Apr 07, 2019 rated it liked it
The Good Earth was one of my top favorites for so long, and until recently, I had no idea it was part of a trilogy. And I was so excited to find and order Sons which doesn't seem to be in print either. However, this novel fell short for me and I'm not sure if it was a writing style that may feel outdated, or that my tastes have evolved, or what. I also remember being emotionally pulled into the mother's story and pain in The Good Earth, so maybe I had trouble relating to any (all) of the sons an ...more
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Pearl Sydenstricker Buck was a bestselling and Nobel Prize–winning author. Her classic novel The Good Earth (1931) was awarded a Pulitzer Prize and William Dean Howells Medal. Born in Hillsboro, West Virginia, Buck was the daughter of missionaries and spent much of the first half of her life in China, where many of her books are set. In 1934, civil unrest in China forced Buck back to the United St ...more

Other books in the series

House of Earth (3 books)
  • The Good Earth (House of Earth, #1)
  • A House Divided (House of Earth, #3)

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“Now it has been said from ancient times that all women who weep may be divided into three sorts. There are those who lift up their voices and their tears flow and this may be called crying; there are those who utter loud lamentations but whose tears do not flow and this may be called howling; there are those whose tears flow but who utter no sound and this may be called weeping.” 2 likes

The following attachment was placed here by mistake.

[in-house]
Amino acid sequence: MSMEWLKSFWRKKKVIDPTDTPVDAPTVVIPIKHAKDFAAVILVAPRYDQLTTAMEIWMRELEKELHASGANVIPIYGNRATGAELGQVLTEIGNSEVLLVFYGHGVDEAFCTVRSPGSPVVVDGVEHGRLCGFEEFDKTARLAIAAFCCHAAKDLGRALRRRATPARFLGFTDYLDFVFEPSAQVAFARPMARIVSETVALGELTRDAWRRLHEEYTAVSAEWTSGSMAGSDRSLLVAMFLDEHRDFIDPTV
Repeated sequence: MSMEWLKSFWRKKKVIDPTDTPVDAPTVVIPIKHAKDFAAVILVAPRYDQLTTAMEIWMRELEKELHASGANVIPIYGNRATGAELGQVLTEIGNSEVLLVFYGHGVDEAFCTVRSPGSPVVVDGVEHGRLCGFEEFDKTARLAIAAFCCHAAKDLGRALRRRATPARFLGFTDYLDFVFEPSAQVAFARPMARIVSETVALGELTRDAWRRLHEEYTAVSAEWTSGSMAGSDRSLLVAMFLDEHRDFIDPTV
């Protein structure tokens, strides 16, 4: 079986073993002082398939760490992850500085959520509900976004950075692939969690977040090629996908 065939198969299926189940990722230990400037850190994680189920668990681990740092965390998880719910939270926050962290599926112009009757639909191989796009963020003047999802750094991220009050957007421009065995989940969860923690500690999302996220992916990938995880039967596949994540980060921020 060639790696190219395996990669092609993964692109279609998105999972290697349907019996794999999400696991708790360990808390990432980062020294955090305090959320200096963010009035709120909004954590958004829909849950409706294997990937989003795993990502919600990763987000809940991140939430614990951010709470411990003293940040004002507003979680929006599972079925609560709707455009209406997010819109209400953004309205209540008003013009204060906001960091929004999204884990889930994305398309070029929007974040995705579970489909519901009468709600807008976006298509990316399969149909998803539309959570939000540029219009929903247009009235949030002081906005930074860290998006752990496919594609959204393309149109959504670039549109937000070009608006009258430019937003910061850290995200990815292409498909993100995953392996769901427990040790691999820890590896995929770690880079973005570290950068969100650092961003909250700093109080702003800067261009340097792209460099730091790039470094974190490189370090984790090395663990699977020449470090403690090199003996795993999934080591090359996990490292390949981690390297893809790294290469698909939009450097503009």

“When there were none but these two left in the hall, Wang the Tiger leaned forward out of his carven seat and he said in a hard, hoarse voice, "Woman, you are free. Choose where you will go and I will send someone to take you there."

And she answered simply, with all the boldness gone out of her, except that she could look at him in the eyes while she said it, "I have chosen already. I am your bondswoman.”